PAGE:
Too few Spanish classes leads to overcrowding, long wait list

GW’s Spanish program is struggling to accommodate students with enough faculty and classroom space, professors in the department said.

There are 89 students on a wait list to get into a Spanish class this spring and 24 classes have exceeded their caps, said Ellen Echeverr?a, chair of the Spanish language program. Spanish 1, 2, 3 and 4 classes are capped at 20 students and Spanish 9 and 10 are capped at 15 students.

“I have been standing on my head trying to get them in (to classes),” Echeverr?a said. “We’ve accommodated quite a few, but I can’t say we’ve accommodated everyone.”

Enrollment in Spanish classes rose 32 percent, from 965 to 1277, between fall 1999 and 2004, Echeverr?a added.

“The problem is the more students in the class, the less individualized attention,” Echeverr?a said.

William Frawley, dean of the Columbian College of Arts and Sciences, said the number of courses is not “fixed” each year but is determined by discussions between his office and the language departments. His office also handles funding for the department.

“We and the departments are aware of the issues and are responding as well as we are able,” Frawley wrote in an e-mail. He added that the department needs additional professors and classroom space.

“There are some complex issues here, however, that go beyond just adding classes: there is the need to find available, capable instructors and the need to find available classroom space,” Frawley said.

Thirty-six classes began the spring semester without a designated room, said Gregory Ludlow, chair of the Romance Languages and Literature department. Some of those classes now use the Spanish department conference room. Ludlow said the problem will be alleviated some when construction on Funger Hall, one of the University’s largest halls, is completed later this year.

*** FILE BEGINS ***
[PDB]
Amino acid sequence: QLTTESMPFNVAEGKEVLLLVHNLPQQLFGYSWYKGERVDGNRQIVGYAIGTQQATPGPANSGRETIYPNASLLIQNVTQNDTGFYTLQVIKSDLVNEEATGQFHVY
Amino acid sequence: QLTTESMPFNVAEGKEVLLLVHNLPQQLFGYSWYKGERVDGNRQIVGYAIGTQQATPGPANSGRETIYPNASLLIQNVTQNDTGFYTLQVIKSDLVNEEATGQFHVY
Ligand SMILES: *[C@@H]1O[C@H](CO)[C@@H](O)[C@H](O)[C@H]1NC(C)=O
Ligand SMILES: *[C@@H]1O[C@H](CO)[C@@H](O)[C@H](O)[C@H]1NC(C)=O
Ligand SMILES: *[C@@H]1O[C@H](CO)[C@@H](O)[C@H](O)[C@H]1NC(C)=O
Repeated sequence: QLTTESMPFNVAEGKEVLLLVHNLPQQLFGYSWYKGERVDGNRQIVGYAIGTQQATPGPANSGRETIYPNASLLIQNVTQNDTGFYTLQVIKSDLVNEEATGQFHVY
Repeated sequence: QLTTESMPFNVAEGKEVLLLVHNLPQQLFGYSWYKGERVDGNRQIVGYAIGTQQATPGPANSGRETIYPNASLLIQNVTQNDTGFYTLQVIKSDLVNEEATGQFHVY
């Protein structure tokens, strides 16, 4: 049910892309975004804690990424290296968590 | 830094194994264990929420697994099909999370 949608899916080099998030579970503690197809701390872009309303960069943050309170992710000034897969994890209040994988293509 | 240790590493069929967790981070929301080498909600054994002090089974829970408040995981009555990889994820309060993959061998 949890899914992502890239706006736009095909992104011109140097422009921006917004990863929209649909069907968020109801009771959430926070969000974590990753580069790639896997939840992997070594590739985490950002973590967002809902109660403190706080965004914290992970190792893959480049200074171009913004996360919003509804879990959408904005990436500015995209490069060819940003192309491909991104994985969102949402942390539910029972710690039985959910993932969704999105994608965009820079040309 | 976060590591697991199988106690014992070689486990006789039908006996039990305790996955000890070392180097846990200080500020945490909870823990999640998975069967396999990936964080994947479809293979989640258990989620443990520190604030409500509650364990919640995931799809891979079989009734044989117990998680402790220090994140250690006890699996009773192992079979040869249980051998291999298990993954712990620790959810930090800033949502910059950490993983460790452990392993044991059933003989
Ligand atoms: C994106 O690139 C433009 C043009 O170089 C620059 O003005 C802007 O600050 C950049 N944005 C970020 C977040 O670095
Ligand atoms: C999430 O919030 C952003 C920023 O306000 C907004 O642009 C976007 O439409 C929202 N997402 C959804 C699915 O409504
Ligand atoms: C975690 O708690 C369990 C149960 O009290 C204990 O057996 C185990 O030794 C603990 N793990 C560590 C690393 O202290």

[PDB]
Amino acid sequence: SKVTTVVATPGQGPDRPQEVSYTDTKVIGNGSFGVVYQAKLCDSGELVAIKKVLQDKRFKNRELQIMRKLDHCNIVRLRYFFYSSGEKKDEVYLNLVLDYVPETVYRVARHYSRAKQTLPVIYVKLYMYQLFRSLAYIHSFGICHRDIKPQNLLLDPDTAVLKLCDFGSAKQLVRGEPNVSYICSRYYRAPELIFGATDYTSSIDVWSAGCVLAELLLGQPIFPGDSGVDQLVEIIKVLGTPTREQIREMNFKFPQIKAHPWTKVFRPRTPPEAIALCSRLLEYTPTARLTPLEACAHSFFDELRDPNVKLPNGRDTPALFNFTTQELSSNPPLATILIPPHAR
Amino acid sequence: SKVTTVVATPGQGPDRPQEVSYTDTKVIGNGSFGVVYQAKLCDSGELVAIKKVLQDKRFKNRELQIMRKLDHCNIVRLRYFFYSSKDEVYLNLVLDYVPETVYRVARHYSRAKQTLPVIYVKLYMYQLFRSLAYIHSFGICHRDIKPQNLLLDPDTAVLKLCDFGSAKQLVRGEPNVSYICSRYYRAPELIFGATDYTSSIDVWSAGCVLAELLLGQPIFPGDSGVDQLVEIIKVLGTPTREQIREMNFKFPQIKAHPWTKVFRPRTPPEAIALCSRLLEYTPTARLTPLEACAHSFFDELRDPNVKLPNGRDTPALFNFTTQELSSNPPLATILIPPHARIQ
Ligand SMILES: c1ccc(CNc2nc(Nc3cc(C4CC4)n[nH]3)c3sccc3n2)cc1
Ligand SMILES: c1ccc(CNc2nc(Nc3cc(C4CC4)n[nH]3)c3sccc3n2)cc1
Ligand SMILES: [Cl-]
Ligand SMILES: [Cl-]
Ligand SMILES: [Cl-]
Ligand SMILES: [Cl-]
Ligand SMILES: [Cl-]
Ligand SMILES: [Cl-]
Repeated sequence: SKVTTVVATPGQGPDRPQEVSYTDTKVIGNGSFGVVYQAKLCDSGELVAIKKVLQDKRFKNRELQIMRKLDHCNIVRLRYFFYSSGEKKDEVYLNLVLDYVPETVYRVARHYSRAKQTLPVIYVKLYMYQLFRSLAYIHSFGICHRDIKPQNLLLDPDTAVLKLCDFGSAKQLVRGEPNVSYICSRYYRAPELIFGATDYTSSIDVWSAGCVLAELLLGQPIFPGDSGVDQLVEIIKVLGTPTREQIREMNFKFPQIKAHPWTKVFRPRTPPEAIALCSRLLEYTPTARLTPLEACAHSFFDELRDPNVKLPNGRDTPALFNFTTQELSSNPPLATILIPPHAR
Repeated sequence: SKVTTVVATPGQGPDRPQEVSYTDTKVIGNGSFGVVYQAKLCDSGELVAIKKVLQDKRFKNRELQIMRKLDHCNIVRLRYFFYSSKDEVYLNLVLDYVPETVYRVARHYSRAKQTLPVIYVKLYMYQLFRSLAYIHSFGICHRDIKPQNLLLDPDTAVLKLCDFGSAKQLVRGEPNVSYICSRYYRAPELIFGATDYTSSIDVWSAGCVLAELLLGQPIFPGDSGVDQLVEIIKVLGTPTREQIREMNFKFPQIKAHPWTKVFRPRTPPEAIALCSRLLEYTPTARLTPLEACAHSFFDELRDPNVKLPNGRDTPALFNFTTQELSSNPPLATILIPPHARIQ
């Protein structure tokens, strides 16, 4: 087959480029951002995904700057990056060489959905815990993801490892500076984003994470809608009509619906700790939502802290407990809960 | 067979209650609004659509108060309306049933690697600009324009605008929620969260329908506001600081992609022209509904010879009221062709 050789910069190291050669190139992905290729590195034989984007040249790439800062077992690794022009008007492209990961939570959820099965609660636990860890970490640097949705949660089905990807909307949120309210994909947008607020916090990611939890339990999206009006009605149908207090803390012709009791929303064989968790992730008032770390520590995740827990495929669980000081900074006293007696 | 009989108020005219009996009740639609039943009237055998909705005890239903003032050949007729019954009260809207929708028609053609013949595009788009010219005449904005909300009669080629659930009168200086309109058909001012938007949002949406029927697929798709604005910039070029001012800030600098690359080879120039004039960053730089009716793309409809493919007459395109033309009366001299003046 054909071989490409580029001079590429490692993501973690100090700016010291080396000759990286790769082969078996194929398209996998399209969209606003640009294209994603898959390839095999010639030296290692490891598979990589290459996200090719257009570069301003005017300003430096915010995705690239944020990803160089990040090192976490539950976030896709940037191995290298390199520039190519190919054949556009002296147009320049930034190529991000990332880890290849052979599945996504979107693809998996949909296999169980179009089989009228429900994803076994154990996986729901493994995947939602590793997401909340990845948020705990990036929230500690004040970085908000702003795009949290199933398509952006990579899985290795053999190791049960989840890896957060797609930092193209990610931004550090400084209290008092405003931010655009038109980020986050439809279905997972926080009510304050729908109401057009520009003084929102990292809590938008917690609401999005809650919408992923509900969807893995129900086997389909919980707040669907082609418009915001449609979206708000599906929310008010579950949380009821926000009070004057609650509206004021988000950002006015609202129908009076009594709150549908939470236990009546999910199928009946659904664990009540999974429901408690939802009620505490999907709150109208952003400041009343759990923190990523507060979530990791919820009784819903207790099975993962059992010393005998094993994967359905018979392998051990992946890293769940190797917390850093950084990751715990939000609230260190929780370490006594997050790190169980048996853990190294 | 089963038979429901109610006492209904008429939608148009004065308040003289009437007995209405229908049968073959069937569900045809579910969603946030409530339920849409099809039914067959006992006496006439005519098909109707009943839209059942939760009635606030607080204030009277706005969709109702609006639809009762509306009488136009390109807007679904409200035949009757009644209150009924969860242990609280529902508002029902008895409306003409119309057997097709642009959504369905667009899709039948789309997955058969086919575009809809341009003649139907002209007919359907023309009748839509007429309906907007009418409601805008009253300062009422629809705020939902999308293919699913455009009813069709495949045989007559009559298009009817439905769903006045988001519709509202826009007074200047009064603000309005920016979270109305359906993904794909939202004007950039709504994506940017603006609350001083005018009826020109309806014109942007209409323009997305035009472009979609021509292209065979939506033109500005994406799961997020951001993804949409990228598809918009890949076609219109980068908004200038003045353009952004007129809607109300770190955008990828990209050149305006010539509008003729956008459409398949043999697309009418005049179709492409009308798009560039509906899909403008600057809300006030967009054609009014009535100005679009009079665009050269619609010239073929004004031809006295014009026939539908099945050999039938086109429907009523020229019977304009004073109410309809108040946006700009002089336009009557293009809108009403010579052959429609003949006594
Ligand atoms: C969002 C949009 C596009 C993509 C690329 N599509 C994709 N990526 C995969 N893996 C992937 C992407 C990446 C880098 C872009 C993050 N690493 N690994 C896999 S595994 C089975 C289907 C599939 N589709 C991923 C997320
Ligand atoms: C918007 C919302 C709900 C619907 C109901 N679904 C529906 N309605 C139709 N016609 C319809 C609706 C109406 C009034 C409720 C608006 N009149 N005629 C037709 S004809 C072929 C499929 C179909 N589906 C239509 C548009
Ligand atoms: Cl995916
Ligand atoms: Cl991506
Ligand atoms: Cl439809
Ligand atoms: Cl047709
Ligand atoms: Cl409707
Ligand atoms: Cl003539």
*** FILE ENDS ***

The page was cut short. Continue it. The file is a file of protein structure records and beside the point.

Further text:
Echeverr?a said the number of Spanish students has nearly doubled since she took her position in 1994 and that the program is “constantly looking for new part-timers.”

“It is also very heard to recruit part-time teachers; there are only so many people teaching Spanish and French in the area,” Ludlow said.

Echeverr?a said the department has some difficulty recruiting and keeping adjunct professors, who have an annual turnover rate of about one-third. Six new part-time professors began teaching last fall and the department has about 24 full-time professors.

The department is now searching for a full-time Spanish professor, Echeverr?a said. CCAS granted the Romance Languages and Literatures Department’s request last fall to hire three additional full-time professors – one professor each in the French, Spanish and Italian departments.

“In an ideal world, what we need in order to solve the over-crowding of Spanish courses and to continue to improve an already strong program is to hire several more full-time, tenure-track faculty in Spanish literatures and cultures. In addition, we need to better compensate the part-time and visiting faculty,” Spanish professor Sergio Waisman said.

Sophomore Mike Zeeck, a Spanish 1 student, said students trying to be added to the roster were sitting on the floor the first few days of class.

The French department has also experienced increased enrollment, with a 26 percent increase in students since 1998. There are 1,500 students taking French and between 10 and 12 full-time professors, professor Jocelyne Brant said.

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